I am using golang.org/x/tools/go/ssa to build the SSA form for TinyGo.
We recently added generics support, which was surprisingly easy because the ssa package does all the hard work of instantiating generic functions.
Unfortunately, it resulted in an issue. Previously, we could rely on *types.Named to have pointer identity, meaning, that we could create a map[*types.Named]someOtherType and rely on the fact that every unique named type would have only one entry in the map.
What did you expect to see?
I expected this to remain the same while adding support for generics.
What did you see instead?
It broke. It works most of the time, but in some cases (in particular, methods on generic structs) there can be two *types.Named objects for the same named type.
I've tried to look at the documentation and comments inside the package what the intended behavior is, but I see somewhat conflicting information. In any case, it would be very helpful if *types.Named would be unique again.
This comment seems to suggest *types.Named is intended to have pointer identity but doesn't at the moment.
If ctxt is non-nil, it may be used to de-duplicate the instance against previous instances with the same identity. As a special case, generic *Signature origin types are only considered identical if they are pointer equivalent, so that instantiating distinct (but possibly identical) signatures will yield different instances. The use of a shared context does not guarantee that identical instances are deduplicated in all cases.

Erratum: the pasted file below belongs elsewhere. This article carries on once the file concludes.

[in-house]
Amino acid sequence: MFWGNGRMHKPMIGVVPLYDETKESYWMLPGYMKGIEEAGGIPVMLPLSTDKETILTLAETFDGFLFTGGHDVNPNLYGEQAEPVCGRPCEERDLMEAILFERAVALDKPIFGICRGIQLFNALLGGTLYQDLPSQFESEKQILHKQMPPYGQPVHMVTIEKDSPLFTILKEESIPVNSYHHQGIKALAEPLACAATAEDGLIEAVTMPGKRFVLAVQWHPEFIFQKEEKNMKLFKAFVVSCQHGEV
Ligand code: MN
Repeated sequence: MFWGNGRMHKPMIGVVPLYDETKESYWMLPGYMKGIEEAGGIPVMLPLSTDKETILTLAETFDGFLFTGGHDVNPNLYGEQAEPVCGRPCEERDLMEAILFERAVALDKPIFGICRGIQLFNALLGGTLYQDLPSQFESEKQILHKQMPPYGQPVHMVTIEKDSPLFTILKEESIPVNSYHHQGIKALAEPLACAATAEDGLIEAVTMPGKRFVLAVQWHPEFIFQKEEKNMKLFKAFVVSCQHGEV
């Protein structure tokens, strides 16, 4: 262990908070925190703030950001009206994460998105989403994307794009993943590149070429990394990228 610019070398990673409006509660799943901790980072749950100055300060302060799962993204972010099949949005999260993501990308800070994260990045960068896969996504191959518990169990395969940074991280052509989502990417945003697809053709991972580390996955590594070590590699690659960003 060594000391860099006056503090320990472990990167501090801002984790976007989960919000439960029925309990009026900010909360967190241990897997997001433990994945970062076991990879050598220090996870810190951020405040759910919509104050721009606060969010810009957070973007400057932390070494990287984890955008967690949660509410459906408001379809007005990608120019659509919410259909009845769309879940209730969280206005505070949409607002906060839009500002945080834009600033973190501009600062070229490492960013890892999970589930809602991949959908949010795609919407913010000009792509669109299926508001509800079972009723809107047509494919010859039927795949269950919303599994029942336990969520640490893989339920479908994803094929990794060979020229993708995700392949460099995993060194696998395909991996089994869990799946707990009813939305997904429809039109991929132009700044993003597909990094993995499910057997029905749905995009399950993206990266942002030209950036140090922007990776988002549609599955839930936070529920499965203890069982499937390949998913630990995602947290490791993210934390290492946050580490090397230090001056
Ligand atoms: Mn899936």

The comment at the top of src/go/types/named.go says that *types.Named may not be unique:
// Some invariants to keep in mind: each declared Named type has a single
// corresponding object, and that object's type is the (possibly generic) Named
// type. Declared Named types are identical if and only if their pointers are
// identical. On the other hand, multiple instantiated Named types may be
// identical even though their pointers are not identical. One has to use
// Identical to compare them. For instantiated named types, their obj is a
// synthetic placeholder that records their position of the corresponding
// instantiation in the source (if they were constructed during type checking).
From this, it appears to be a design decision to change the uniqueness of *types.Named pointers for generic types.
This is a problem for me, as I need a way to create unique IDs per *types.Named instance (types.Identical is not a solution, because you can't use it in a map). I tried typ.Obj().Pkg().Path() + "." + typ.Obj().Name() but that doesn't work for named types inside functions (which create a new scope but may have the same name as a named type in the outer scope).
I'm reporting this as a bug as it feels like a regression to me, even though it's not technically a regression.
The text was updated successfully, but these errors were encountered:
As @dominikh suggests, the solution is to use something like typeutil.Map.
This was indeed a design decision: given that instances can be created concurrently in separate packages, the cost of guaranteeing that they are canonical was considered to be too high. We may be able to improve our guarantees in the future, but since this will never be possible without a shared context, which necessarily pins a lot of types in memory, we won't ever be able to guarantee that Named types are always canonical.